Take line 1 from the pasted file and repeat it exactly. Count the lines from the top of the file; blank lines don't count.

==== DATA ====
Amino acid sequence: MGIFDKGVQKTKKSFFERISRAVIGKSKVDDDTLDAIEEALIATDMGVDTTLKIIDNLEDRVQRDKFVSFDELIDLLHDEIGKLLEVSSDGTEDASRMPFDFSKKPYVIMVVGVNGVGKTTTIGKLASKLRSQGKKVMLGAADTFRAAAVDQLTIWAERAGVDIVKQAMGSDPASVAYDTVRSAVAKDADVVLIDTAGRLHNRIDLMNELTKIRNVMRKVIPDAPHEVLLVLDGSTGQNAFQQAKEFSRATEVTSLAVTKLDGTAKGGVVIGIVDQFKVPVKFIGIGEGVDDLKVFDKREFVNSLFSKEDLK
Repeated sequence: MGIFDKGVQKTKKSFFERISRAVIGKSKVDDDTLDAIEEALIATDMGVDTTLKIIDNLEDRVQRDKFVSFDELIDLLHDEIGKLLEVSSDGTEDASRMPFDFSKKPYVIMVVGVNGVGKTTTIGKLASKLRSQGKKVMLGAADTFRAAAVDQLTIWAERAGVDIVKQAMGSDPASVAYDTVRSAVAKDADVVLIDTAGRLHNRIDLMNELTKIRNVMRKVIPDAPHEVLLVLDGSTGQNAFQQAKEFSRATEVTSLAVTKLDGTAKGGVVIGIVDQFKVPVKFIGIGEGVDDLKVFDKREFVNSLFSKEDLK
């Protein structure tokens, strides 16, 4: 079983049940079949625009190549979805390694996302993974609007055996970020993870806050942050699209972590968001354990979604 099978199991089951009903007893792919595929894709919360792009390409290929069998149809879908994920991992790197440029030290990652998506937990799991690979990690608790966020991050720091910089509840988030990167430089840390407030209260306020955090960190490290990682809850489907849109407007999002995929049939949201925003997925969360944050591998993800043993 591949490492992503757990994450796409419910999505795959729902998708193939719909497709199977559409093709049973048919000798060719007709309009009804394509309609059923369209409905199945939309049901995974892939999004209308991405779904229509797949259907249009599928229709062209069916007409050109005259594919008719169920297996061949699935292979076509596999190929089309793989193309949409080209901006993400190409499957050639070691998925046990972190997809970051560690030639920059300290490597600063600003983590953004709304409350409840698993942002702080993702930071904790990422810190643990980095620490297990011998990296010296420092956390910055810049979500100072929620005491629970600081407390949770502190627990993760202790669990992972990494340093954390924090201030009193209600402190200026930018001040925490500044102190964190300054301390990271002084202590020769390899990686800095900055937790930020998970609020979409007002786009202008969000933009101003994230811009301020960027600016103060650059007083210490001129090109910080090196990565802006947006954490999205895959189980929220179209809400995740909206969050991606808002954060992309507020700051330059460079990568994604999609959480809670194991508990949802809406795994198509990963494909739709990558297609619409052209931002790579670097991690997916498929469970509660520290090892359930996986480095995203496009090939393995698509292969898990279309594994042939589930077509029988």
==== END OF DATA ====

Amino acid sequence: MGIFDKGVQKTKKSFFERISRAVIGKSKVDDDTLDAIEEALIATDMGVDTTLKIIDNLEDRVQRDKFVSFDELIDLLHDEIGKLLEVSSDGTEDASRMPFDFSKKPYVIMVVGVNGVGKTTTIGKLASKLRSQGKKVMLGAADTFRAAAVDQLTIWAERAGVDIVKQAMGSDPASVAYDTVRSAVAKDADVVLIDTAGRLHNRIDLMNELTKIRNVMRKVIPDAPHEVLLVLDGSTGQNAFQQAKEFSRATEVTSLAVTKLDGTAKGGVVIGIVDQFKVPVKFIGIGEGVDDLKVFDKREFVNSLFSKEDLK